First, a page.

A team of researchers at Washington University and the Centers for Disease Control discovered, sequenced and patented a novel human astrovirus that can cause encephalitis and gastroenteritis (non-etiologic diarrhea), offering a path to detection and diagnostics.
The virus (Astrovirus VA1, “VA1”, also known as HMO-C, VA1 mamastrovirus 9) was first identified from an outbreak of gastroenteritis in a childcare center. Subsequent studies demonstrated that astroviruses (a family of small, single-stranded, positive sense RNA viruses) are an emerging cause of central nervous system (CNS) infection. Furthermore, VA1 is the most prevalent astrovirus in cases of human encephalitis and these infections have a high mortality rate. In addition, the inventors have created the first cell culture system for this virus to facilitate research and development of VA1-based diagnostics and therapeutics. This technology could help fill a diagnostic gap and an unmet medical need for viral gastroenteritis and encephalitis.
Figure 1. Electron micrograph of astrovirus VA1 infected cell showing crystalline lattice of viral particles.
Stage of Research
Virus identification: After identifying VA1 as the cause of a gastroenteritis outbreak, the inventors sequenced the 6586 nucleotide viral genome and demonstrated that it was highly divergent from all previously described astroviruses.
Cell culture: The inventors have successfully propagated VA1 in multiple human cell lines (Caco2, HEK293T, A549 and SK-N-SH) as well as primary human astrocytes, a necessary tool to facilitate development of diagnostics, vaccines or anti-viral drugs as well as basic research studies of tropism, pathogenesis, and immune control.
Future studies: The inventors’ future work will focus on developing additional cell culture and in vivo models of VA1 CNS infection.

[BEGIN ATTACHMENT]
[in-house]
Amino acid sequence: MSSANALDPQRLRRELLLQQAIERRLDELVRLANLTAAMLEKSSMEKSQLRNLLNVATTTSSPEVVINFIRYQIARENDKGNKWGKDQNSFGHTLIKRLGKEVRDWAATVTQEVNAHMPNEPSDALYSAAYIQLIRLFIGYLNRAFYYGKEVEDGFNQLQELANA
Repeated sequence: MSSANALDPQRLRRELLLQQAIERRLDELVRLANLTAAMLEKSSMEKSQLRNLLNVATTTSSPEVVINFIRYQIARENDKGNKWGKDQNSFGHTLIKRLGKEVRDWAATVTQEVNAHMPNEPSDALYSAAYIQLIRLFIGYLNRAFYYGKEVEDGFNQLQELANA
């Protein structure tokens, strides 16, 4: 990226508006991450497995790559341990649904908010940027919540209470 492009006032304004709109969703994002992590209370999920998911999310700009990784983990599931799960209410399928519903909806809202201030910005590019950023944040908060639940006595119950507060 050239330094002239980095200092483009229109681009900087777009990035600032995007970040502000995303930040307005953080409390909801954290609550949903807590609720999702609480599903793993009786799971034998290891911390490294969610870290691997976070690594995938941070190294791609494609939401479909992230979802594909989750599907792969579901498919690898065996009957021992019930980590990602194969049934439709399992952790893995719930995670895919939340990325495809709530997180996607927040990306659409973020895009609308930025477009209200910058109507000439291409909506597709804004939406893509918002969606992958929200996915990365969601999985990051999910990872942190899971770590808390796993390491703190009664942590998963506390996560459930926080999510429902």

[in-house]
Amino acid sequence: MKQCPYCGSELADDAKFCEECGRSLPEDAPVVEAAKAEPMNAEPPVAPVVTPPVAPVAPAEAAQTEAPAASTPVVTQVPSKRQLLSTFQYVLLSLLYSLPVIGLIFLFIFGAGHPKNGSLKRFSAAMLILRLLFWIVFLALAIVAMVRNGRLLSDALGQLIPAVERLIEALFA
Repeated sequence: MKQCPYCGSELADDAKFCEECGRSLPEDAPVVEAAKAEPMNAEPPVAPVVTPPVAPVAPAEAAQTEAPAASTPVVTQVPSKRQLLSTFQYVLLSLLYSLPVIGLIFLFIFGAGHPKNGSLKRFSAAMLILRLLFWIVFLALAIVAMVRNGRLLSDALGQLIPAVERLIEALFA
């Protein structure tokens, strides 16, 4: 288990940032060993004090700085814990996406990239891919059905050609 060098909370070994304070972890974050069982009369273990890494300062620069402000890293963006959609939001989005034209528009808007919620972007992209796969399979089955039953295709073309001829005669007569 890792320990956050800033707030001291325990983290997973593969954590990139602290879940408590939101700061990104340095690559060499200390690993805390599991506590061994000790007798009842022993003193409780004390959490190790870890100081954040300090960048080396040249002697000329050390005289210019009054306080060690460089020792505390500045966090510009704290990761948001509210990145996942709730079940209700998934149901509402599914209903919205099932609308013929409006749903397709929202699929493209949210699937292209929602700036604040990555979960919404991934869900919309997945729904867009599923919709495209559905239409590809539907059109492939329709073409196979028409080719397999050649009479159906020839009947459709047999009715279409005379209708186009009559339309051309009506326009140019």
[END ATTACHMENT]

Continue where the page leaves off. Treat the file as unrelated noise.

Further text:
- Viral diagnostics:
- molecular diagnostics of astrovirus nucleic acid to identify viral agents that cause encephalitis or gastroenteritis
- cell culture to develop antibody- or antigen-based diagnostics
- Vaccine development – astrovirus cell culture to identify critical antigens for vaccine development as well as protective antibodies
- Research – basic research into viral pathogenesis including neurotropism and neuropathogenesis
- Drug screening – cell culture model may also facilitate high-throughput screens for antiviral agents to treat VA1 infections
- Propagated in multiple cell lines – the inventors have developed cell culture techniques to propagate the virus in cell culture which facilitates research and development of VA1-based products
- Fills diagnostic gap:
- the etiologies of 12-41% of all gastroenteritis outbreaks remain undetermined even after extensive testing; VA1-based diagnostics could be included in diagnostic panels to fill this gap
- ~65% of encephalitis cases have no known etiology; VA1-based diagnostics could be included in diagnostic panels to fill this gap
- Unmet medical need – there is a high mortality rate in patients with VA1-associated encephalitis; therefore, diagnostics, vaccines and anti-viral therapies for VA1 could improve patient outcomes
- Janowski AB, Klein RS, Wang D, Differential in vitro infection of neural cells by astroviruses. mBio 2019 Jul 9;10(4). pii: e01455-19.
- Janowski, A. B., Bauer, I. K., Holtz, L. R., & Wang, D. (2017). Propagation of astrovirus VA1, a neurotropic human astrovirus, in cell culture. Journal of virology, 91(19), e00740-17.
- Finkbeiner, S. R., Li, Y., Ruone, S., Conrardy, C., Gregoricus, N., Toney, D., … & Tong, S. (2009). Identification of a novel astrovirus (astrovirus VA1) associated with an outbreak of acute gastroenteritis. Journal of virology, 83(20), 10836-10839.
- Identification of astrovirus VA1 associated with gastroenteritis in humans (U.S. Patent No. 8,426,574)